3. Business interruption case (Insurance): the COVID-19 business interruption test case in Australia, initiated by the Australian Financial Complaints Authority (AFCA) and the Insurance Council of Australia (ICA), has been handed down. The New South Wales Court of Appeal rejected the industry’s argument that policies should not cover COVID-19 pandemic-related losses. The NSW Court of Appeal’s decision comes after large insurers repeatedly insisted that pandemic exclusions should stand. No doubt those insurers are considering an appeal now, following in the footsteps of the UK experience. The UK Supreme Court has only just this week concluded the FCA business interruption hearings, following from the UK High Court’s finding in its judgment that the pandemic and the UK government’s response to it could be considered a single cause of losses. This resulted in establishing coverage for a significant number, though not all, of the policies in this test case.
  4. ASIC Governance (Parliamentary Inquiry): the Australian Securities and Investments Commission appeared before the Parliamentary Joint Committee on Corporations and Financial Services at a public hearing via videoconference. It was a tough appearance, in the wake of Mr. Shipton and Mr. Crennan QC standing aside and down over payments scandals respectively. Acting Chair Karen Chester stated that ASIC could have avoided being embroiled in an overpayments scandal had its former chairman, Mr. Shipton, agreed to change ASIC’s governance. Ms Chester said she was informed of the overpayments “in an opaque way” with little detail by the accountable authority, who at the time was Mr Shipton. It also came out that Mr. Shipn’s expenses were approved by his subordinate, the ASIC CFO. Liberal Senator Paterson asked Ms Chester whether the overpayments were not flagged earlier due to “an issue that goes to Mr Shipton personally and his leadership” rather than being a “broader cultural problem with ASIC” to which she replied “If there had been full disclosure of the payments made to Mr Crennan and Mr Shipton I don’t think I would be having this discussion with you today”.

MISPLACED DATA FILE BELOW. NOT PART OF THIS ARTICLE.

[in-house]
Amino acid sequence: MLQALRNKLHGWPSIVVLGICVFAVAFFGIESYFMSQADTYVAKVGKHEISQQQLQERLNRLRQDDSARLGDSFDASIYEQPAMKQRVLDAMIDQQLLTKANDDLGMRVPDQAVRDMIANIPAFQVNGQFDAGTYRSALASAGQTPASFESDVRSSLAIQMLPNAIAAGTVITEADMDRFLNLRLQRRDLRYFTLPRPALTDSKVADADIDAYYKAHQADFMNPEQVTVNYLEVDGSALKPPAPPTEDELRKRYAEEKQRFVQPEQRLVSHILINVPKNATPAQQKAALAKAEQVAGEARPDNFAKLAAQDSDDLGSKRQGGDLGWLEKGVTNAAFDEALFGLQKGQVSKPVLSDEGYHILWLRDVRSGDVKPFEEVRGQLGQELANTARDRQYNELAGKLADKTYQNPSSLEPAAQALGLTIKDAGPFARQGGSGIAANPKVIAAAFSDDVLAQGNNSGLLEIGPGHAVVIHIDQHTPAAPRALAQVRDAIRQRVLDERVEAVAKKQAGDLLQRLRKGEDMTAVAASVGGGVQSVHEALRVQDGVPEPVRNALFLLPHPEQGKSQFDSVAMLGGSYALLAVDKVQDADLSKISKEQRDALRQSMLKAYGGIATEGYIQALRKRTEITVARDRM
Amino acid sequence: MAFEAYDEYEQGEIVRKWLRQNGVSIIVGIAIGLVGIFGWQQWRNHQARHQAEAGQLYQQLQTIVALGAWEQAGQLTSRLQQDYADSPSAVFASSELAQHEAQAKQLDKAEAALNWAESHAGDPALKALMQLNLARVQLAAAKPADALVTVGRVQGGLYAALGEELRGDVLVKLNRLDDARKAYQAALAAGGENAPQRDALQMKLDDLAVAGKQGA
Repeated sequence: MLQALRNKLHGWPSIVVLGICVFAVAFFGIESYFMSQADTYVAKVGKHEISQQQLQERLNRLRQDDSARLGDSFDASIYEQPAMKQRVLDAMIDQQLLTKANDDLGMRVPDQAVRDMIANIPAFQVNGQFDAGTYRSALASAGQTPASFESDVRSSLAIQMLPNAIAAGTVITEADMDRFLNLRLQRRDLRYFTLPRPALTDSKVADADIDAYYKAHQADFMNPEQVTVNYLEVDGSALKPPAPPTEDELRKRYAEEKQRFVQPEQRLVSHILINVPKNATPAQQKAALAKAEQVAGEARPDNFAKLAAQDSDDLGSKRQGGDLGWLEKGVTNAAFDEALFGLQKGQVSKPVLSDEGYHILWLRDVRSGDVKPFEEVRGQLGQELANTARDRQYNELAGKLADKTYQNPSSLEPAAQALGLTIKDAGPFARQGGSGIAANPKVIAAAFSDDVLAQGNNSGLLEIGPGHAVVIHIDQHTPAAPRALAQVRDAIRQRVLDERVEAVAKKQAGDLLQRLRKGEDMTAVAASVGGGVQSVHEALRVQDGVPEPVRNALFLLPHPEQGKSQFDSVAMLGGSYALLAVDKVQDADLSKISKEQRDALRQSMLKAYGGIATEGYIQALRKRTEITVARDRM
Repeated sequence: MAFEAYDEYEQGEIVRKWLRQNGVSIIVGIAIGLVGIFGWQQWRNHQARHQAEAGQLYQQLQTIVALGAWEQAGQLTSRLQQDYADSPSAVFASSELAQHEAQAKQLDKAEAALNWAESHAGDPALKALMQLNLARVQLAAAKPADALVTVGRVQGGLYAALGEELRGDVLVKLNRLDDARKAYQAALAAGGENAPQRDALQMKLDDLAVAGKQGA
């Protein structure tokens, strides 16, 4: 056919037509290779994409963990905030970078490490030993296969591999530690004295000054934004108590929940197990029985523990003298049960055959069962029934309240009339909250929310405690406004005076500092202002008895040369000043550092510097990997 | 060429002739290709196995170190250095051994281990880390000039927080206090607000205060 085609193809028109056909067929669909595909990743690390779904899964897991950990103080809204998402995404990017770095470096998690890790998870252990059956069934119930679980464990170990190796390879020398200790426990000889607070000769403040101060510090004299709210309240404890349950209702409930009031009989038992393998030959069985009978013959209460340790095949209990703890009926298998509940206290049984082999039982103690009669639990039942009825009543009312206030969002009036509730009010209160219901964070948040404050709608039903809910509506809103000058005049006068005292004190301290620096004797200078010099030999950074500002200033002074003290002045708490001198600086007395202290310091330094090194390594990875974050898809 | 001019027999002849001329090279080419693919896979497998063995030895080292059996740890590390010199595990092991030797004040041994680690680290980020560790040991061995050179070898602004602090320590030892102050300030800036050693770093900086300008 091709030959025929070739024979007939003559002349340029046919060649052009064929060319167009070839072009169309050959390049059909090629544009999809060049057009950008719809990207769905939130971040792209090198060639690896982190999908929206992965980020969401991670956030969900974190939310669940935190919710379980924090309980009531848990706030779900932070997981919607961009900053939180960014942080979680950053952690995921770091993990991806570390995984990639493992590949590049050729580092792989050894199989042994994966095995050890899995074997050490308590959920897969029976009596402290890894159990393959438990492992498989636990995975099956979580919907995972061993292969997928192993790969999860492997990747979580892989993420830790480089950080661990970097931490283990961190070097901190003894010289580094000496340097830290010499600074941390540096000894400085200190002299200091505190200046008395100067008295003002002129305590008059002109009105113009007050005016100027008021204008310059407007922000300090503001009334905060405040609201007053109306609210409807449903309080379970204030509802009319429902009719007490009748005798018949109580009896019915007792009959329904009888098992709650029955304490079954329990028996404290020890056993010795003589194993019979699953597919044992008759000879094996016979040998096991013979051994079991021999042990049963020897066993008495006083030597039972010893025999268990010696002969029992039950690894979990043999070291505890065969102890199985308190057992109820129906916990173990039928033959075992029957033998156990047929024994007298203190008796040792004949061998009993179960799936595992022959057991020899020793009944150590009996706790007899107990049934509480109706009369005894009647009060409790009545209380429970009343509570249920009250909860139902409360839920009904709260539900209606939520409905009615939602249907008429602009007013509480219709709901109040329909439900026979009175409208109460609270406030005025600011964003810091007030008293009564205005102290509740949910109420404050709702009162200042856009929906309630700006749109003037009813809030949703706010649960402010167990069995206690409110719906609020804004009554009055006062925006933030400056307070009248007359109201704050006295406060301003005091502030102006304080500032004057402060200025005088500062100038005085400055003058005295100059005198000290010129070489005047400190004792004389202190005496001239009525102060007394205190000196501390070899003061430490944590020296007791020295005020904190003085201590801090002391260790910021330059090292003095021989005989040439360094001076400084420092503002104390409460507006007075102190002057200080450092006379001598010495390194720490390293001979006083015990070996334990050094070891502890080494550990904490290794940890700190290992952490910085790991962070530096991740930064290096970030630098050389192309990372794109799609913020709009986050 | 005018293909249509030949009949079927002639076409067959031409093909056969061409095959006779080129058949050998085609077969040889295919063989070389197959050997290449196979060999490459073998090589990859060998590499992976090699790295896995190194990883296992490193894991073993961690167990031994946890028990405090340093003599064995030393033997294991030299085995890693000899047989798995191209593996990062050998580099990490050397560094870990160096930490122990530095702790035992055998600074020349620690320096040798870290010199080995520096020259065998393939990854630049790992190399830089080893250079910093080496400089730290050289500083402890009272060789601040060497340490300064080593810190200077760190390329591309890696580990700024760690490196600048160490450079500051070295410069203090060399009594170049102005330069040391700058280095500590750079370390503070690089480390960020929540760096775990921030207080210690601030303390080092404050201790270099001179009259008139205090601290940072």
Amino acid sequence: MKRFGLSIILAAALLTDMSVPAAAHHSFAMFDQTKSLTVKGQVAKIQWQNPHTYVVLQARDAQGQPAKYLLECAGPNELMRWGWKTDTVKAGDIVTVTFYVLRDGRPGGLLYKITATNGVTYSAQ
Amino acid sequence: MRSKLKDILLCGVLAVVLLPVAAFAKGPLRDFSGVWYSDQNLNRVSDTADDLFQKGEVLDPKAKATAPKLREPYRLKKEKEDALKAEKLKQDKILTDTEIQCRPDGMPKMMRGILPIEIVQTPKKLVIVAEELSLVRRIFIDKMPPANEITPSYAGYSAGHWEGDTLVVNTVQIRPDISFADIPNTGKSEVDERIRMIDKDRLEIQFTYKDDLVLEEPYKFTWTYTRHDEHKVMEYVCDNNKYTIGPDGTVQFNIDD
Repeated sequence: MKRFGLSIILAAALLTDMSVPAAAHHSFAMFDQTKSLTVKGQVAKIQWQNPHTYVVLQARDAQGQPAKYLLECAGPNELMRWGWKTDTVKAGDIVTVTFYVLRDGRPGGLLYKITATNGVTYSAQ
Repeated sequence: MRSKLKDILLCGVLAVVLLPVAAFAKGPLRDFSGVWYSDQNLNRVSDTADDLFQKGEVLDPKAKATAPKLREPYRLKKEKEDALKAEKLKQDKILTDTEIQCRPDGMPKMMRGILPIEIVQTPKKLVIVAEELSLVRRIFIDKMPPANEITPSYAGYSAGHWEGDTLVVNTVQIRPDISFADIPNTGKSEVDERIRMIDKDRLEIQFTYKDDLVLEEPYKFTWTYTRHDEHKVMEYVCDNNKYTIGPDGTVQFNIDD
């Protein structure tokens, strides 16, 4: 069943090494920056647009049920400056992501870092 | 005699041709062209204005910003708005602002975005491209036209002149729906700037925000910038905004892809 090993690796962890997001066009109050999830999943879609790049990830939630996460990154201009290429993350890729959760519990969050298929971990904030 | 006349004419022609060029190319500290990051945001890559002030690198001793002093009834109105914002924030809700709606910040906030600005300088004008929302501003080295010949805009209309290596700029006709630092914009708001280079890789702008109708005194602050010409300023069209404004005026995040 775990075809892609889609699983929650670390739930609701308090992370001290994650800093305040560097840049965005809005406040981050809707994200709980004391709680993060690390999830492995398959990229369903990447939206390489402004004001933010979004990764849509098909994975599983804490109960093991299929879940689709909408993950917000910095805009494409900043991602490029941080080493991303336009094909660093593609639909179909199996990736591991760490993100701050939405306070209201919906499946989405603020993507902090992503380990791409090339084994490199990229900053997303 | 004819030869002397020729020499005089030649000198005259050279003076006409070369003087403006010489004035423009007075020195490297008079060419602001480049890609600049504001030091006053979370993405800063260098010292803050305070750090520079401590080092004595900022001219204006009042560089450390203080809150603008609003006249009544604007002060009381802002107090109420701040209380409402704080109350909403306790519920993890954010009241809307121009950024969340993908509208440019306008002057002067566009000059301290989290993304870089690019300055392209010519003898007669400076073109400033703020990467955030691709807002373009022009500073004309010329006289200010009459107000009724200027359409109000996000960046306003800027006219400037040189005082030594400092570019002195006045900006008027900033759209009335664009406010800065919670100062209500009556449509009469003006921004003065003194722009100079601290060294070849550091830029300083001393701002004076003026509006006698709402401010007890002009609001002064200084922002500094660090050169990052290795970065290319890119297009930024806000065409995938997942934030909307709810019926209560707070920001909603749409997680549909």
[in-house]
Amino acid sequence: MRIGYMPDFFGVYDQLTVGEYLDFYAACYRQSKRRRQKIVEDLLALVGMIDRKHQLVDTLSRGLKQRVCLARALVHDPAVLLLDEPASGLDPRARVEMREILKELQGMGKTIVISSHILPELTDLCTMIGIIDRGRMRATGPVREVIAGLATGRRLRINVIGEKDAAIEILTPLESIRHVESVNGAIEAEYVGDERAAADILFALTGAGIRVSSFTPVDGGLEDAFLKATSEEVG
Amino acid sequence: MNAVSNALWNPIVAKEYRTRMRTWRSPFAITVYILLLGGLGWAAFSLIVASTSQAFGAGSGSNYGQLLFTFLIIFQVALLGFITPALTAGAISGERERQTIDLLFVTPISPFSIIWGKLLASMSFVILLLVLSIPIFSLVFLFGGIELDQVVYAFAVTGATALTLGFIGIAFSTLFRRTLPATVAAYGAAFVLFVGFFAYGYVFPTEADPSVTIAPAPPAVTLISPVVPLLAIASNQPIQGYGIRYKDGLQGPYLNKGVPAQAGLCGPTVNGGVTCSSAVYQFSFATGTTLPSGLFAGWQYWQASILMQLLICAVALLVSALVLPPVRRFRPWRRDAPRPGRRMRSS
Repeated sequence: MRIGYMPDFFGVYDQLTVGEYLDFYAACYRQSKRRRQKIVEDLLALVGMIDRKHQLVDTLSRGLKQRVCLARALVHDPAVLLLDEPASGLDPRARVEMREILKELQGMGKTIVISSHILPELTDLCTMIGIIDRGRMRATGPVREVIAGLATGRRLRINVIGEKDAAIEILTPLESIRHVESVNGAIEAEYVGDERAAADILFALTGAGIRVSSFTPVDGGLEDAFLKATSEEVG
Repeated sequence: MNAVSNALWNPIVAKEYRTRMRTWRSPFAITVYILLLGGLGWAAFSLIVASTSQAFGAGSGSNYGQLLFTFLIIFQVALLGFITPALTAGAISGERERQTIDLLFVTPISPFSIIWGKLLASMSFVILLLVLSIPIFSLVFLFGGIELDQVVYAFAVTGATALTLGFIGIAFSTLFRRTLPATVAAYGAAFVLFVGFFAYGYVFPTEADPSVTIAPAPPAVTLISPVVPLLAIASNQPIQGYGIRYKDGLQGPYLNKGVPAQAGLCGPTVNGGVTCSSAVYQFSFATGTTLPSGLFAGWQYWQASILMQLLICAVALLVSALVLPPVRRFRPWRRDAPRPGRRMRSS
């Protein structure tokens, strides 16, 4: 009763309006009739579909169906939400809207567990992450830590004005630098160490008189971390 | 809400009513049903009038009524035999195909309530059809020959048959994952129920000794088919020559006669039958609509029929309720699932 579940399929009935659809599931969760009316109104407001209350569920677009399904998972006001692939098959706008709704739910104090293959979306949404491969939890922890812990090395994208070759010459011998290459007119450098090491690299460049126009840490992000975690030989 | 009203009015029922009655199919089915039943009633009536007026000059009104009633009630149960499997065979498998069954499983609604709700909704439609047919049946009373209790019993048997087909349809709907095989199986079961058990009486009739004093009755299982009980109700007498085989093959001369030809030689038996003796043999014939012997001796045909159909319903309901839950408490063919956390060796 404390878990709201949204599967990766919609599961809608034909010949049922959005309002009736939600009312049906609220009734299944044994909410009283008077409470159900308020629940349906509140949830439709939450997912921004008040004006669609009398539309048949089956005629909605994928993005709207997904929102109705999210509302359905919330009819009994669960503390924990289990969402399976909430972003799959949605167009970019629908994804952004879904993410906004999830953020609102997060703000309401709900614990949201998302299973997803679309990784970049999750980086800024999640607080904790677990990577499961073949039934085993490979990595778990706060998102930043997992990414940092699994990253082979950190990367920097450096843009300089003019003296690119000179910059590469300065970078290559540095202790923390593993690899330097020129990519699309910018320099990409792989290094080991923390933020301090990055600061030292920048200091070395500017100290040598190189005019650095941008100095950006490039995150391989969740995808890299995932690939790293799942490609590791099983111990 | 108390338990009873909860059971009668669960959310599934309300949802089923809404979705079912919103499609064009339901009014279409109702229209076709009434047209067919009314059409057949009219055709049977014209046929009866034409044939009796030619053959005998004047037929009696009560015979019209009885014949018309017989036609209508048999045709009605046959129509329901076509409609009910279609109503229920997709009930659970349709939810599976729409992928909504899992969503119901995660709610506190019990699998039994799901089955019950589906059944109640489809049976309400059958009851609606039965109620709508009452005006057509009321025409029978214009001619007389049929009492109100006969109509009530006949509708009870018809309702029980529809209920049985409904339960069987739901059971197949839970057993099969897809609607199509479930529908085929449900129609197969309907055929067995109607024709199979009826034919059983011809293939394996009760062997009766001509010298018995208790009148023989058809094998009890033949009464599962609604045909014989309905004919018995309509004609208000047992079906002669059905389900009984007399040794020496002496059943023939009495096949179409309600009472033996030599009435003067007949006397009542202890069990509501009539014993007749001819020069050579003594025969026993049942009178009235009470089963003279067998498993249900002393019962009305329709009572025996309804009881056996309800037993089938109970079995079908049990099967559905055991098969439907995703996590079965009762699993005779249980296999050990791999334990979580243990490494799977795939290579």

5. Cyber security (APRA): the Australian Prudential Regulation Authority has warned that its newly released cyber security strategy set out in CPS 234 requires more intense focus from financial firms. The regulator has ordered insurers, banks, and super funds to conduct urgent audits against the new prudential standard to ensure they’re compliant. APRA’s new five-year cybersecurity strategy extends the regulator’s influence into non-banks, including third-party IT suppliers, fund managers, and payment companies, to defend the financial system from the growing threat of cyber attackers. APRA executive Geoff Summerhayes is quoted in the AFR as stating “Our view that it’s only a matter of time until a major incident occurs hasn’t changed. In light of evidence that boards frequently don’t understand or are not adequately informed about cyber risks, we’re no longer prepared to simply take their words for it — we want compliance independently verified.”

Thought for the future: between the revamped ASIC breach reporting framework arriving in April 2021, expanded Financial Accountability Regime, AUSTRAC’s suspicious matter reporting expectations changing, OAIC data breach regime and APRA breach reporting regime there is likely to be quite a lot of breach reporting happening in 2021. If you haven’t taken the time to cross-stitch these regimes together — they do overlap — feel free to reach out for a document I have prepared in this regard to assist.